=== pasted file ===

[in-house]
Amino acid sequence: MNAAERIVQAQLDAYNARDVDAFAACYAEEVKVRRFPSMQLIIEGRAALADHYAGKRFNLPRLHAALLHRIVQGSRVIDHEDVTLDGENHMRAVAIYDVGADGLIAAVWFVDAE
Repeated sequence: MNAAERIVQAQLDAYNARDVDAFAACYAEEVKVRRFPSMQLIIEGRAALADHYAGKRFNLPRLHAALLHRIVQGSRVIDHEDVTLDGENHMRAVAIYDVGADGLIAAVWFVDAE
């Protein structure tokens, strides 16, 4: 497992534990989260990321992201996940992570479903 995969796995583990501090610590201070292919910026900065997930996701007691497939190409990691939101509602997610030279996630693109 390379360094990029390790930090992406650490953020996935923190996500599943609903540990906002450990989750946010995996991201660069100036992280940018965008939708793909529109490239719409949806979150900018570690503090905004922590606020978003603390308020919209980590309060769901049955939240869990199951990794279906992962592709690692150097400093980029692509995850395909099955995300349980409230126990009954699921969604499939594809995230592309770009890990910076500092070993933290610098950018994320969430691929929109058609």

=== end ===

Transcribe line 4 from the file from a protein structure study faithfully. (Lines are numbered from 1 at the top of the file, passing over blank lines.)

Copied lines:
């Protein structure tokens, strides 16, 4: 497992534990989260990321992201996940992570479903 995969796995583990501090610590201070292919910026900065997930996701007691497939190409990691939101509602997610030279996630693109 390379360094990029390790930090992406650490953020996935923190996500599943609903540990906002450990989750946010995996991201660069100036992280940018965008939708793909529109490239719409949806979150900018570690503090905004922590606020978003603390308020919209980590309060769901049955939240869990199951990794279906992962592709690692150097400093980029692509995850395909099955995300349980409230126990009954699921969604499939594809995230592309770009890990910076500092070993933290610098950018994320969430691929929109058609």